Roasting coffee transforms the chemical and physical properties of green coffee beans into roasted coffee products. The roasting process is what produces the characteristic flavor of coffee by causing the green coffee beans to change in taste.
Unroasted beans contain similar if not higher levels of acids, protein, sugars, and caffeine as those that have been roasted, but lack the taste of roasted coffee beans due to the Maillard and other chemical reactions that occur during roasting.
The majority of coffee is roasted on a large scale, but small-scale roasting has grown with the trend toward specialty shops.
The most common roasting machines are of two basic types: drum and hot-air, although there are others including packed-bed, tangential and centrifugal roasters. Roasters can operate in either batch or continuous modes. Home roasters are also available.
Drum machines consist of horizontal rotating drums that tumble the green coffee beans in a heated environment. The heat source can be supplied by natural gas, liquefied petroleum gas (LPG), electricity, or even wood. The most common employ indirectly heated drums where the heat source is under the drum. Direct-fired roasters are roasters in which a flame contacts the beans inside the drum; very few of these machines are still in operation.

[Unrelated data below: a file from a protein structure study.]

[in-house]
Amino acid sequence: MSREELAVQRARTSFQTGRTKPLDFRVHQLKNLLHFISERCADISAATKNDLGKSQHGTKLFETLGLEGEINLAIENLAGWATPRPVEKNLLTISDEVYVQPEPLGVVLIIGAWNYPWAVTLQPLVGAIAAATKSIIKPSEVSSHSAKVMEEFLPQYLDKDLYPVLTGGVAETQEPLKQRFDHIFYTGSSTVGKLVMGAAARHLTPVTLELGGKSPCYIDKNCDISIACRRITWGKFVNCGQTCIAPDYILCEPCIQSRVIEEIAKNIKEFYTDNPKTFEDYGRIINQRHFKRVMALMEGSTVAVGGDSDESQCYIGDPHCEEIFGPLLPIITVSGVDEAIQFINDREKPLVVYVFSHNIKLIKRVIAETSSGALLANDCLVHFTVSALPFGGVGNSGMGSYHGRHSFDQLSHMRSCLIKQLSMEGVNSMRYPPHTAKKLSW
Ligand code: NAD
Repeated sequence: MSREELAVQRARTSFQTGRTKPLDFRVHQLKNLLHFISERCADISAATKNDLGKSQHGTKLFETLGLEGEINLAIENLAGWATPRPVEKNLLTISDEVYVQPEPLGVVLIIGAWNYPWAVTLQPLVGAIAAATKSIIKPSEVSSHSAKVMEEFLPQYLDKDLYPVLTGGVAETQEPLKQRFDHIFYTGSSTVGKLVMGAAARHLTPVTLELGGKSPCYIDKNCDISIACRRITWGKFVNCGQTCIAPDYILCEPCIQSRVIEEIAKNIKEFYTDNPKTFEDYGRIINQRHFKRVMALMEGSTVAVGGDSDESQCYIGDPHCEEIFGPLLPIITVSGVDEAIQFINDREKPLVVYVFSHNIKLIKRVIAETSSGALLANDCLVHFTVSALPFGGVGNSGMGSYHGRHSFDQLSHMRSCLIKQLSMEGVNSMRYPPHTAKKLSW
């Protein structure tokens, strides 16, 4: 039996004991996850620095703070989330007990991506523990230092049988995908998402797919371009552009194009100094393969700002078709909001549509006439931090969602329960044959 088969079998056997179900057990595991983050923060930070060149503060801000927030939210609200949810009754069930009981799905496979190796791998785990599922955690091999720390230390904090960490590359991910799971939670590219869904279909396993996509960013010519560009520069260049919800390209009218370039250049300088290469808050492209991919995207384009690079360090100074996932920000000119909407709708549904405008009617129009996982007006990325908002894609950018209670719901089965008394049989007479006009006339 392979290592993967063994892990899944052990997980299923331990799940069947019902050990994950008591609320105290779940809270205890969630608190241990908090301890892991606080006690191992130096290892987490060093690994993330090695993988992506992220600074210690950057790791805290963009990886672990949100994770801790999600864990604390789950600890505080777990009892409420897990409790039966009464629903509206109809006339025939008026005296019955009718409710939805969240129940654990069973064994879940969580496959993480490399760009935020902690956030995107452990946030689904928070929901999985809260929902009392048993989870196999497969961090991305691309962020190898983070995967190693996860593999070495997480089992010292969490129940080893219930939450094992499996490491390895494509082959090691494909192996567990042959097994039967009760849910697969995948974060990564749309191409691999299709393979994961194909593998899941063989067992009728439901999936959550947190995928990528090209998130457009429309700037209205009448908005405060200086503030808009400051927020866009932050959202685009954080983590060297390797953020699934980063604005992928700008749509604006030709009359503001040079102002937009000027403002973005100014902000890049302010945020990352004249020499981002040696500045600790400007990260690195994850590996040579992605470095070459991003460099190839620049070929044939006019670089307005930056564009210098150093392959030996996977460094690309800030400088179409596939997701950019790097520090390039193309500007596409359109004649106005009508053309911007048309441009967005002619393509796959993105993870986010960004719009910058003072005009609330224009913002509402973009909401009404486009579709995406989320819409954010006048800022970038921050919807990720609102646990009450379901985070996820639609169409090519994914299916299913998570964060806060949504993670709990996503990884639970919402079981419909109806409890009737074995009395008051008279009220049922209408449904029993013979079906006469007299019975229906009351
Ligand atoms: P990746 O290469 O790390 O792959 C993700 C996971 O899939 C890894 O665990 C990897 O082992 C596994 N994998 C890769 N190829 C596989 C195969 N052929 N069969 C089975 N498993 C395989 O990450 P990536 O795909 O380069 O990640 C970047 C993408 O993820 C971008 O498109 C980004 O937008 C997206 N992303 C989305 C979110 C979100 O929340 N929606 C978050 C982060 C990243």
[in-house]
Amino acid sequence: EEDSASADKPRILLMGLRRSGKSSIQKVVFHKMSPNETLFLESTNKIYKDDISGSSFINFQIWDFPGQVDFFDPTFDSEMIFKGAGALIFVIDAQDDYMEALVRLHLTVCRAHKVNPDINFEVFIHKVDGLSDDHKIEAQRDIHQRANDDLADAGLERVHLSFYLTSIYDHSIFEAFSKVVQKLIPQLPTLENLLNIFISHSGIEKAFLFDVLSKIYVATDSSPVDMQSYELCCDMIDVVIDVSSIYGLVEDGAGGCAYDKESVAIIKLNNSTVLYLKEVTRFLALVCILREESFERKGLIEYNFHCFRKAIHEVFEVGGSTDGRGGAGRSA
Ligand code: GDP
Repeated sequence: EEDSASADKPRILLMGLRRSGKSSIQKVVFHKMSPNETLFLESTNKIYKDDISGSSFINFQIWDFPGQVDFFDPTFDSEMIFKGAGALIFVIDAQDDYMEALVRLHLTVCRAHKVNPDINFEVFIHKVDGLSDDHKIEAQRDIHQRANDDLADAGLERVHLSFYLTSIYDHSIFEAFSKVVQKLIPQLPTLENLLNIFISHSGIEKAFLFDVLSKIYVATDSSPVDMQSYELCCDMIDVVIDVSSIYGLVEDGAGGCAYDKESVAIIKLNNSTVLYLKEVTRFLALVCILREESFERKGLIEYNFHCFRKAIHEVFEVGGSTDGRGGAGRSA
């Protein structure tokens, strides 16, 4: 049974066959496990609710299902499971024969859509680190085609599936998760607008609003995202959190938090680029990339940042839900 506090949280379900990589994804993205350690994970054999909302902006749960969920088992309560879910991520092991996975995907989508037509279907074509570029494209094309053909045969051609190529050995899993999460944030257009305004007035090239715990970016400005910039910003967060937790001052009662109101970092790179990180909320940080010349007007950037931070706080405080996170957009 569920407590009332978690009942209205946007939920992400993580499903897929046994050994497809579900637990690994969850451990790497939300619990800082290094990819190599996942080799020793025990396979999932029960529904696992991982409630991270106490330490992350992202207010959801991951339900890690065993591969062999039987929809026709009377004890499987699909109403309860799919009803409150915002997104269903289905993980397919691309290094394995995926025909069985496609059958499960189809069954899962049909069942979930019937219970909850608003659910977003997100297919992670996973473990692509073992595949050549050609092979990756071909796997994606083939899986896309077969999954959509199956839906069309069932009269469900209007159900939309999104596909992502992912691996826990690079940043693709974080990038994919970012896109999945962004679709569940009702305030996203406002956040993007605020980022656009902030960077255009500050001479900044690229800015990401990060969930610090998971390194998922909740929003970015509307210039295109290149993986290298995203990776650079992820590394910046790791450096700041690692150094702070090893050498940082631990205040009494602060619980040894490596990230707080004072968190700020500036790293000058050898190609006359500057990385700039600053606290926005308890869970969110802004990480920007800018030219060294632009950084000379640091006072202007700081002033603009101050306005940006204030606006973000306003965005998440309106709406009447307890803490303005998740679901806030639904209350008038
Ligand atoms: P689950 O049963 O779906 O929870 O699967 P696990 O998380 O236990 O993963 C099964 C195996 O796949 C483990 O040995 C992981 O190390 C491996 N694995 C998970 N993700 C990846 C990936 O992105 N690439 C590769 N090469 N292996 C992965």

The most common roasting machines are of two basic types: drum and hot-air, although there are others including packed-bed, tangential and centrifugal roasters.
Hot-air roasters force heated air through a screen or perforated plate under the coffee beans with sufficient force to lift the beans. Heat is transferred to the beans as they tumble and circulate within this fluidized bed. Some coffee roasters use names for the various degrees of roast, such as City Roast and French Roast, for the internal bean temperatures found during roasting.